Super User is a question and answer site for computer enthusiasts and power users. It's 100% free, no registration required.

Sign up
Here's how it works:
  1. Anybody can ask a question
  2. Anybody can answer
  3. The best answers are voted up and rise to the top

I initially formatted my Windows Vista Machine because it was given me problems and installed ubuntu 10.10 as the primary OS and no secondary installed all i have now is Ubuntu 10.10 running smoothly but now i want to install windows 7 as a secondary OS so that i can dual boot , Any Help?

share|improve this question

migrated from Jan 14 '11 at 2:11

This question came from our site for professional and enthusiast programmers.

How to dual boot Windows 7 and Ubuntu 10.10:

Step 0: Back up your data

Back up your data. Seriously. Invest in an external hard drive or use a DVD burner. Although I've successfully run multiple dual-boots, problems can happen and there are plenty of horror stories on the Internet. Don't be a statistic. Back up your data.

Why? Most dual boots are setup with Windows as the existing OS and Ubuntu as the newcomer. You're doing something out of the ordinary, so if they tell you to back up your data when installing Ubuntu, then you better make certain you back up your data when installing Windows 7 as a dual boot.

Back up your data, please.

Step 1: Resize your partition and create a second partition

  • You can use the Disk Utility that comes with Ubuntu to resize your partition. Alternatively, you can install GParted an use it to shrink your partition. I've used both tools successfully without problems. You'll need to shrink it enough to create a partition large enough for Windows 7. This means you must have enough unused space to shrink the partition. The partition should be a primary partition.

This article covers installing QParted on Ubuntu 10.10 and resizing your partition to create a new one:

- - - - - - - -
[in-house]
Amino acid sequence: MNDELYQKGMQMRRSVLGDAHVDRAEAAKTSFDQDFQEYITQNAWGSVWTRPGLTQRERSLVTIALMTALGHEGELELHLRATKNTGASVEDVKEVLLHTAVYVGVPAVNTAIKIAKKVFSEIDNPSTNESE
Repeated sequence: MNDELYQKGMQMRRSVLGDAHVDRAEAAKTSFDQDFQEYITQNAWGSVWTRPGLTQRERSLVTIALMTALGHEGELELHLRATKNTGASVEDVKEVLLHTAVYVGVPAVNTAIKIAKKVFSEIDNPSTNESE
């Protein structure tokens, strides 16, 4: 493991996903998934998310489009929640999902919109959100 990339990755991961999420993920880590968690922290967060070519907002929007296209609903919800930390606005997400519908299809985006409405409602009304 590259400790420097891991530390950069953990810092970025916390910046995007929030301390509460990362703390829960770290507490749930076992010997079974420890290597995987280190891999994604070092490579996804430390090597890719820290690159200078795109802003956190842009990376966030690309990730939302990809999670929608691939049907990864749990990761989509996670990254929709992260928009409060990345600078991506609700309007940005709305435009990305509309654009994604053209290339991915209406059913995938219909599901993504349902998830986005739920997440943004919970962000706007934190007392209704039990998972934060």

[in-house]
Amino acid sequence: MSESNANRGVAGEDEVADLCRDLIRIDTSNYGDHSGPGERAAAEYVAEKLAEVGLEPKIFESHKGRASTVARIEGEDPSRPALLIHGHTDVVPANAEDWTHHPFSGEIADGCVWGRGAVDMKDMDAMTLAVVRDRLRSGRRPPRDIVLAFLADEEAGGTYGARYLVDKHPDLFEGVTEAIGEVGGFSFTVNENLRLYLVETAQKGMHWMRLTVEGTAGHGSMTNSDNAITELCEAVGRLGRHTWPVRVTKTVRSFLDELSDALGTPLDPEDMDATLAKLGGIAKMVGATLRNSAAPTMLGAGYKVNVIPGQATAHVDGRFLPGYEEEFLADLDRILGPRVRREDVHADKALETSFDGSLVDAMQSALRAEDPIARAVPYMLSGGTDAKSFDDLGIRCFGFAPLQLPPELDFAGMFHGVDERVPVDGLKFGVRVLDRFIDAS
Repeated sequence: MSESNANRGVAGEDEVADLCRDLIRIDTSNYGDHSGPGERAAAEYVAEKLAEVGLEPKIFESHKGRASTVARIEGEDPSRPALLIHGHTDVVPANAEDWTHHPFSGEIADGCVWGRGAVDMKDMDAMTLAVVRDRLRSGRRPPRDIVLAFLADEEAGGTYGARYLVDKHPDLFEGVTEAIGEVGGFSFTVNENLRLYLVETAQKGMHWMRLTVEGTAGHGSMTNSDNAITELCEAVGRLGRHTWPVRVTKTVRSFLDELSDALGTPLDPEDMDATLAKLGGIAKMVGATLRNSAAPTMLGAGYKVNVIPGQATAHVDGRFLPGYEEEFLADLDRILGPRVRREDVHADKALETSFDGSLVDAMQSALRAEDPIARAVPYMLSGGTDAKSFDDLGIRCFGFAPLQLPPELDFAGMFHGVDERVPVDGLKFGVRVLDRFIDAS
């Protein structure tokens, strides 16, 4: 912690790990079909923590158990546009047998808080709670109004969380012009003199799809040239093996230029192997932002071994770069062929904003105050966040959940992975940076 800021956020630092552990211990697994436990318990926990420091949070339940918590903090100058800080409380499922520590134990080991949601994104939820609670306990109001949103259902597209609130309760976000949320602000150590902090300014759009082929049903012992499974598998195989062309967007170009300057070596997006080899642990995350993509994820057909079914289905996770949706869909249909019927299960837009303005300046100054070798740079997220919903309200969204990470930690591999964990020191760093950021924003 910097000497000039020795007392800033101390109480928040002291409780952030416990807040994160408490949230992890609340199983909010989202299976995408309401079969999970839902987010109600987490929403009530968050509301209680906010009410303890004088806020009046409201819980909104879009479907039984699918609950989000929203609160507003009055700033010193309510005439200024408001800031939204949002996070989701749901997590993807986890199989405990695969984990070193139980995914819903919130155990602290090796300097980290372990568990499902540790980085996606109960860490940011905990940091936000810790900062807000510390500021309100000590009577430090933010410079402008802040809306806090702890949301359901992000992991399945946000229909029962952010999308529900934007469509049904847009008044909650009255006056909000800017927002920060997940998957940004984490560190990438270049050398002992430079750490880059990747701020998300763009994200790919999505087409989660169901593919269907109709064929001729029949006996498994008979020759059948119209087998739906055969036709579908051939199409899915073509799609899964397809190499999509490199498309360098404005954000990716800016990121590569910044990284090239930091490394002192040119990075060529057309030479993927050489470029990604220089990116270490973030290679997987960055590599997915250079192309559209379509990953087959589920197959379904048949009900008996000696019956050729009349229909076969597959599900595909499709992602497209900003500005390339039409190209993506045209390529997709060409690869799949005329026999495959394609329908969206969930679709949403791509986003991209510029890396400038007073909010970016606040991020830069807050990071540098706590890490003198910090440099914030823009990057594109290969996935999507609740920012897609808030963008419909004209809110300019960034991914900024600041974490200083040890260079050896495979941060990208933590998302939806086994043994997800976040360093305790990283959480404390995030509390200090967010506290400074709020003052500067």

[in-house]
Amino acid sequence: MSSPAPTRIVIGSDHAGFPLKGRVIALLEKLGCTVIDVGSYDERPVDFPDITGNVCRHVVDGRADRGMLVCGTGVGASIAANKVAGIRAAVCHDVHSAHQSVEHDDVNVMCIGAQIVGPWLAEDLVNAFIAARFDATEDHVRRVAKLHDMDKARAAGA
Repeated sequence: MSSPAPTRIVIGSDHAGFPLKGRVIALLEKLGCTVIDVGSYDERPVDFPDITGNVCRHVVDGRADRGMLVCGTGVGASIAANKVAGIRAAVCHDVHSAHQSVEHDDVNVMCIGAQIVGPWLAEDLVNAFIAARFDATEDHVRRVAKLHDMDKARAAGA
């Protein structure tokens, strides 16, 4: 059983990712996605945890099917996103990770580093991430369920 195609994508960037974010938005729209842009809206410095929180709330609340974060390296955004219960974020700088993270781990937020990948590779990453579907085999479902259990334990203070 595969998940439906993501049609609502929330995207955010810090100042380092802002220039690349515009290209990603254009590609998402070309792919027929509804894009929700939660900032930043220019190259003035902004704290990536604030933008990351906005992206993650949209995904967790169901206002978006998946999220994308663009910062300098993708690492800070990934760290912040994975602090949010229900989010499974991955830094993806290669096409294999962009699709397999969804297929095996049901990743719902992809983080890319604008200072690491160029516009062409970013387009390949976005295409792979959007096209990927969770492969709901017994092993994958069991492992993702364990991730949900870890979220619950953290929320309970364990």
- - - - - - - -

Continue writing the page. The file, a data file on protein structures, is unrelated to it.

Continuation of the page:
** For filesystem, you'll probably want NTFS, if you get the option. Otherwise, the Windows 7 installer will just reformat the partition for you.

Step 2: Install Windows 7

Once the partition is created, you'll want to install Windows 7. Use the "Custom" option so you can instruct the installer to use a specific partition. You can tell your new partition from your old partition using the following criteria:

  • Size: Remember the size of your new partition
  • Type: If you picked NTFS, it will stand out. Ubuntu generally uses ext3 or ext4. Don't install windows on that partition! Be sure to select the NTFS.

These instructions document installing Windows 7 when there is an existing XP partition that you want to preserve. The instructions should be very similar.

Instructions for installing Windows 7 on a machine with Windows XP:

Step 3: Recover Ubuntu after installing Windows

Ubuntu is pretty good about creating bootloaders, using Grub, that will allow you to boot into Ubuntu or Windows. Windows is not so generous. You may install Windows 7 and discover that is your only boot option.

These instructions use your Ubuntu Live CD to boot into Ubuntu and reset your Grub bootloader.


You'll likely run into trouble. If you do, don't panic. You can use QParted to verify that your partitions are okay. If they are, then your data is probably okay, you just need to get your bootloader working again.

As stated in Step 0, data loss can occur. So as long as you've backed up your data, you could reinstall Ubuntu if absolutely necessary. If this happens, my suggestion is to install without overwriting the data. You may be surprised to find that your new Ubuntu installation contains the data from your old one. Say no to formatting when prompted to format your drive, just in case.

share|improve this answer

I believe you need to install Windows first since the boot loader will wipe out grub or whatever you're using to boot Linux. it's been a long time since I dual booted but I always installed Windows first since it does not play well with others.

You will also need to make sure there is enough unpartitioned space to create an ntfs or fat32 partition for Windows to use.

Here is a simple guide I found:

share|improve this answer
You don't need to install Windows first. It's helpful, but not required. Instead, you can use your Ubuntu Live CD to refresh your bootloader after installation. Instructions are in Step 3 of my answer. – jmort253 Jan 14 '11 at 6:00
Good to know. I'm rusty dual booting. :) – peroty Jan 14 '11 at 6:13

Your Answer


By posting your answer, you agree to the privacy policy and terms of service.

Not the answer you're looking for? Browse other questions tagged or ask your own question.